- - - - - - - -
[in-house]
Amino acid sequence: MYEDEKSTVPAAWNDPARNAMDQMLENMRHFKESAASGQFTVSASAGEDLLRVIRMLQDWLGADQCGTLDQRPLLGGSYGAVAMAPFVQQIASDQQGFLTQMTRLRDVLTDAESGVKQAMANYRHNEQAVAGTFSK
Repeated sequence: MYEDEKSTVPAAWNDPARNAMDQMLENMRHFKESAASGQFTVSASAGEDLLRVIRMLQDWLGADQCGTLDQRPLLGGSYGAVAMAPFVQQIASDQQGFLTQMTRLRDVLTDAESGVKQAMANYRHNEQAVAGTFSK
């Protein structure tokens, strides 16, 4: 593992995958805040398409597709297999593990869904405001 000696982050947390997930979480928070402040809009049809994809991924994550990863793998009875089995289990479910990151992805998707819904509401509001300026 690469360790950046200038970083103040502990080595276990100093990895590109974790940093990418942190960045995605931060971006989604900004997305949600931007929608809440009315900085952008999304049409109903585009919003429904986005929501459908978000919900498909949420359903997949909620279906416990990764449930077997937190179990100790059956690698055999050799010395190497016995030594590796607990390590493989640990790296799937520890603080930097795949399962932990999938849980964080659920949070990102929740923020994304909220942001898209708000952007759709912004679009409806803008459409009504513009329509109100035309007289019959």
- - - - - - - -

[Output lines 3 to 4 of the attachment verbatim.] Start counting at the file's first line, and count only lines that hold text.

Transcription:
Repeated sequence: MYEDEKSTVPAAWNDPARNAMDQMLENMRHFKESAASGQFTVSASAGEDLLRVIRMLQDWLGADQCGTLDQRPLLGGSYGAVAMAPFVQQIASDQQGFLTQMTRLRDVLTDAESGVKQAMANYRHNEQAVAGTFSK
């Protein structure tokens, strides 16, 4: 593992995958805040398409597709297999593990869904405001 000696982050947390997930979480928070402040809009049809994809991924994550990863793998009875089995289990479910990151992805998707819904509401509001300026 690469360790950046200038970083103040502990080595276990100093990895590109974790940093990418942190960045995605931060971006989604900004997305949600931007929608809440009315900085952008999304049409109903585009919003429904986005929501459908978000919900498909949420359903997949909620279906416990990764449930077997937190179990100790059956690698055999050799010395190497016995030594590796607990390590493989640990790296799937520890603080930097795949399962932990999938849980964080659920949070990102929740923020994304909220942001898209708000952007759709912004679009409806803008459409009504513009329509109100035309007289019959």